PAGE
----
The world can’t be 70% off forever, right?

Posted on December 3, 2010. Filed under: startups, venture capital | Tags: , |

Lately I’ve been thinking about the roll of discounting, flash sales, deals, and deep discounts in our economic recovery.  It feels like consumers are being trained to spend again, under the veneer of some “new” concept where the entire world is 70% off, and as the purse strings loosen, while individual items may be cheap (er), total volume of discretionary spending is rising.  Soon, if it isn’t already happening, I am guessing price of goods will begin to rise (with aesthetic discounts/deals still in place), and then eventually consumer spending will be strong enough that the 70% off sales are going to start to become 30% off and then eventually disappear.  At that point the market will be efficiently priced, discounts/deals will die, and prices will continue to rise, testing the consumer’s willingness to go higher and higher with their buying confidence now restored.  When the cost of living/goods exceeds consumers’ willingness or ability to pay, without the benefit of loose lending practices to defer the correction and enable continued spending despite a crossing of this threshold, we will again dip into some form of mild recession.  When that happens people will freak out again, say it’s “different” this time, everyone will stop spending, discounts/deals will return, and so on and so on and so on.  I haven’t read a single piece of actual economic data to support this, I have taken half of one economics class and read a little on Wikipedia in my entire life, so I have no idea if this is consistent or inconsistent with macroeconomic principles, but I am starting to wonder if the market’s hysteria and perceived future growth in the “deals” space is not a bit naïve with regard to our macro position in the broader recession/recovery cycle.  The world can’t be on SALE forever, right?

People who are smart on economics, please chime in.

 

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3 Responses to “The world can’t be 70% off forever, right?”

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What you are talking about is inflation. Some inflation is good for promoting spending (it makes it more expensive to save since your money is worth more now than later). Imagine if prices were going down (deflation), you might decide not to buy anything because it would soon be cheaper so you save all your money-and so does everyone else-and the economy stops. It is a tricky balance, though. If I’m a bank and worried about inflation, I might not lend you money since you’ll pay me back in the future when it is worth less.

There is also the notion that discounting is what is driving down our wages. Henry Ford paid his workers more so they could afford to buy his cars, creating demand and a good feedback loop. By paying workers less, things have to be cheaper, so we have to pay workers less. There is a book: “Cheap: The High Cost of Discount Culture” – they talk about it on this NPR podcast last week: http://www.wpr.org/book/091129a.cfm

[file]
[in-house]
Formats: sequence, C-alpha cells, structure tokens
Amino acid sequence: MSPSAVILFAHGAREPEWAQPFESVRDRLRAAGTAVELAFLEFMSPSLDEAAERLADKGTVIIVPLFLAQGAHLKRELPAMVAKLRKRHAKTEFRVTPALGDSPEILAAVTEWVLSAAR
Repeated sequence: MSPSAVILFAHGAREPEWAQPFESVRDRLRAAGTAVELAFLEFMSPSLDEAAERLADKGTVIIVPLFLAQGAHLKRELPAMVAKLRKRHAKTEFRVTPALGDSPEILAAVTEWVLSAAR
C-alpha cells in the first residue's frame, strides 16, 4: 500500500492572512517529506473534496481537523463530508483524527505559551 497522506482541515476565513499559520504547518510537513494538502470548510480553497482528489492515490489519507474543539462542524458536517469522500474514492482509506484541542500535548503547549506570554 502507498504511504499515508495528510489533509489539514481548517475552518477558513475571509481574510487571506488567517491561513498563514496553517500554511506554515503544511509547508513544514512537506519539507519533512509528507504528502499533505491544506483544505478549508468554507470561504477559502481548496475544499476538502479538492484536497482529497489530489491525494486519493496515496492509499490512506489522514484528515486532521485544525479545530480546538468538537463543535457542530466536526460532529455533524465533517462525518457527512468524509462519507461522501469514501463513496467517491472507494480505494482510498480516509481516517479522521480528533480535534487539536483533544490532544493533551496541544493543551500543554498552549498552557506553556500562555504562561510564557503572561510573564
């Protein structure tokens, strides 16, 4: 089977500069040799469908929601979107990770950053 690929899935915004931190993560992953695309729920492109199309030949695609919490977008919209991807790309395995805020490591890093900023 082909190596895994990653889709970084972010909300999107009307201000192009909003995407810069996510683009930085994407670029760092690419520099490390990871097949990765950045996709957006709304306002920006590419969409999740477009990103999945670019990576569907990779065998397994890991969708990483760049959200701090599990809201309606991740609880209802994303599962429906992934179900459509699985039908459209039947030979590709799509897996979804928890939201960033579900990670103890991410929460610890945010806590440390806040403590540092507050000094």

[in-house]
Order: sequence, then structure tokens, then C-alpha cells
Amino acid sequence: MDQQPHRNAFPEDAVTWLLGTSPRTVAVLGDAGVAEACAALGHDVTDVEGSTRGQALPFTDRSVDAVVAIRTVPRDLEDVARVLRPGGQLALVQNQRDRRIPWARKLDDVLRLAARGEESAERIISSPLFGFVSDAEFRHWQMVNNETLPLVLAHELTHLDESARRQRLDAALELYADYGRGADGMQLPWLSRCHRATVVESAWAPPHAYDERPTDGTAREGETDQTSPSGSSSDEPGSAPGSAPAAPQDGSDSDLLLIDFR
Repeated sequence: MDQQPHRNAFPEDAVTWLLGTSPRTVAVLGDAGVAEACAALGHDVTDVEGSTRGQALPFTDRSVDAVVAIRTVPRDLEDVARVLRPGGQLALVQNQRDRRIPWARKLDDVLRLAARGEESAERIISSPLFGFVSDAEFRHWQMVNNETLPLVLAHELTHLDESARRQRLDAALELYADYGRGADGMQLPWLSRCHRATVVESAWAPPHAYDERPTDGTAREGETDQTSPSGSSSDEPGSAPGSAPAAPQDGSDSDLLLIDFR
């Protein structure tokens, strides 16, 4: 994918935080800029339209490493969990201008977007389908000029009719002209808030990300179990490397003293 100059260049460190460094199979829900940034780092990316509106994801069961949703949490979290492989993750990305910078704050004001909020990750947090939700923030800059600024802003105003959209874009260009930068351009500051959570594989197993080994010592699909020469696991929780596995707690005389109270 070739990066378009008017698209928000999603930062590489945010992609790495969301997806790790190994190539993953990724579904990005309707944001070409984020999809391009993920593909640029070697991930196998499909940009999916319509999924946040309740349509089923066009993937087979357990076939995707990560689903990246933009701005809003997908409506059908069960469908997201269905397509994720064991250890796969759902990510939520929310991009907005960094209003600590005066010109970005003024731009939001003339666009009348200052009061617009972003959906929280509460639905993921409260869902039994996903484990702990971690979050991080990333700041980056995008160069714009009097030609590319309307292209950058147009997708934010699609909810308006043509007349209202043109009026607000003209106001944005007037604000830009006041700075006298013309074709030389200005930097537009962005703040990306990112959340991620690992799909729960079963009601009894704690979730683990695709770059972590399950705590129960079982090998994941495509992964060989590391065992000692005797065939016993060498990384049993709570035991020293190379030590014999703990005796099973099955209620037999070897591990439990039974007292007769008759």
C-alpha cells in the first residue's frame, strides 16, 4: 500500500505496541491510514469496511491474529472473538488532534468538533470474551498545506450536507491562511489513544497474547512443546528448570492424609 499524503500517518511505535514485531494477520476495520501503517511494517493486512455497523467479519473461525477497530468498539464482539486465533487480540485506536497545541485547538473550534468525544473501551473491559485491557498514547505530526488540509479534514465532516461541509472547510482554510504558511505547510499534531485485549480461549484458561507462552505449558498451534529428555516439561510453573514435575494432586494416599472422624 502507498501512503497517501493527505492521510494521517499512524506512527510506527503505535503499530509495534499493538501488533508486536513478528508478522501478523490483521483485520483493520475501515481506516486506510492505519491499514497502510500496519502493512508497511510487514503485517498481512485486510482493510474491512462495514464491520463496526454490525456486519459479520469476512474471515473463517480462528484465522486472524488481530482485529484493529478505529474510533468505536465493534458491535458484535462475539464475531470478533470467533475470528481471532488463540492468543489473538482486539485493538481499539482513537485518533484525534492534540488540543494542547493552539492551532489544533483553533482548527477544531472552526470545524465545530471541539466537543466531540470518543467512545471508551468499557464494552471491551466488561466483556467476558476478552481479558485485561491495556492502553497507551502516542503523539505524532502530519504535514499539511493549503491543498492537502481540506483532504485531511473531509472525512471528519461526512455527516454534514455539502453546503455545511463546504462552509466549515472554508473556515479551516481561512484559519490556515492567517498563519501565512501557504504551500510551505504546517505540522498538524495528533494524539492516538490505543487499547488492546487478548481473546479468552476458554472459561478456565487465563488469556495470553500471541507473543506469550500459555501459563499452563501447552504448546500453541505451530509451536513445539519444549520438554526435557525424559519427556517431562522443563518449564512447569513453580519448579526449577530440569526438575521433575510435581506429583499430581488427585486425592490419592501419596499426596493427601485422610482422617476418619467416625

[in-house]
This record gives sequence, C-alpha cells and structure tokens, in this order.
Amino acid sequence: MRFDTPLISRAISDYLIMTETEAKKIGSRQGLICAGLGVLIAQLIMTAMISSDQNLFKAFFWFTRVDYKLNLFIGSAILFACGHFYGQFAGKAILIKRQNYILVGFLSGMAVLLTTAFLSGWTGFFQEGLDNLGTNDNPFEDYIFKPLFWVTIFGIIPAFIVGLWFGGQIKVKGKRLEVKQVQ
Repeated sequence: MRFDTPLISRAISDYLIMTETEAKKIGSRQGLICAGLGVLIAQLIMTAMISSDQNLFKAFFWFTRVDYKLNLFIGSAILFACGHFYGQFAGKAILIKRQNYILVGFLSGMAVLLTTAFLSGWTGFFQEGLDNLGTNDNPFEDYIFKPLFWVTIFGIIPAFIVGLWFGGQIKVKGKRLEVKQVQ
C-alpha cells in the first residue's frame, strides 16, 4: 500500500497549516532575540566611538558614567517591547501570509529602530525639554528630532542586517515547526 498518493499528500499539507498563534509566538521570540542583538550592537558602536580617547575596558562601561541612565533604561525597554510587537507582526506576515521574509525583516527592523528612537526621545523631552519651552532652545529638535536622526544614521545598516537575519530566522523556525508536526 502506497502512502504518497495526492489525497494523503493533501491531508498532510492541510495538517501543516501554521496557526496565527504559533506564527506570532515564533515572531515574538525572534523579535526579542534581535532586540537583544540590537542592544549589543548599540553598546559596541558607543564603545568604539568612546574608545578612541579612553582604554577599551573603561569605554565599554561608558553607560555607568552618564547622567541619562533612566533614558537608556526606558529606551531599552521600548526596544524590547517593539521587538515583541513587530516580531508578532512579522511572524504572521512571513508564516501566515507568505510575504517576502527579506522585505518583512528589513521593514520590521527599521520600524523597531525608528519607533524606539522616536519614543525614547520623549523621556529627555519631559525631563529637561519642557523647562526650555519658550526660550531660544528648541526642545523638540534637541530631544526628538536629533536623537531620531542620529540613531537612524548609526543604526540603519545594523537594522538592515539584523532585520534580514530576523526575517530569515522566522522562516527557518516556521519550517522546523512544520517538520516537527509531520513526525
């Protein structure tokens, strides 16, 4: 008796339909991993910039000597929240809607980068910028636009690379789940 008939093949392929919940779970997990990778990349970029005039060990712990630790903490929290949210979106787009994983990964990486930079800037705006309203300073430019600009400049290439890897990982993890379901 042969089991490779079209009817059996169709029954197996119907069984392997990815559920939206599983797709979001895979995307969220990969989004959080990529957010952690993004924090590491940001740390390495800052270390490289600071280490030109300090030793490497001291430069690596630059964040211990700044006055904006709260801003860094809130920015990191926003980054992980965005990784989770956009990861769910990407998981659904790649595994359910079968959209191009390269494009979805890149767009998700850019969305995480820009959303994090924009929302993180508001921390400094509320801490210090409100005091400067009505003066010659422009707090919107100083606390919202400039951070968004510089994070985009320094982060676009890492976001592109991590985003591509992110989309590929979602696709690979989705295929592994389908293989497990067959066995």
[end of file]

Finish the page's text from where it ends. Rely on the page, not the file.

I also recently read the new Gibson book: Zero History. This deals with the low value people generally put on clothes these days, which means the quality is generally less. To have the quality of a handmade shirt from 1900 would cost hundreds today, but it would also last longer and support a real life instead of a sweatshop slave. Interesting stuff.

thanks Daniel, appreciate the thinking

I think what we’re seeing now is the convergence of multiple trends. First, a good amount of the massive discounting in 08/09 was due to retailers trying to shed excess inventory that they had accumulated in anticipation of high consumer demand. Second, group buying/flash sales sites have been able to more efficiently drive sales/marketing efforts which has allowed them to take advantage of steep discounts (because retailers are willing to take a significant haircut on margins in exchange for guaranteed purchases). The second phenomenon is probably the more interesting/more impactful one in the long run because if group buying/flash sales captures enough of the market then, as you say, prices will converge to a lower bound than they are currently. That said, I don’t think there will be fluctuation as you describe it but rather that traditional brick-and-mortar retailers will have to compete with broader forces of market efficiency b/c the web makes customer acquisition much cheaper/easier. Eventually, web based businesses will probably win out, with only the most efficient/best differentiated brick-and-mortar businesses remaining in place (think: experience-based retail stores like Apple, Lululemon, etc).


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    I’m a NYC based investor and entrepreneur. I think there is one metric that can be used to measure the value of a human life and that’s impact. How did you change things? How many people did you touch? How different is the world because you lived in it and how positive was the change that you affected? (p.s. i don’t use spell check…deal with it) You can email me at Jordan.Cooper@gmail.com

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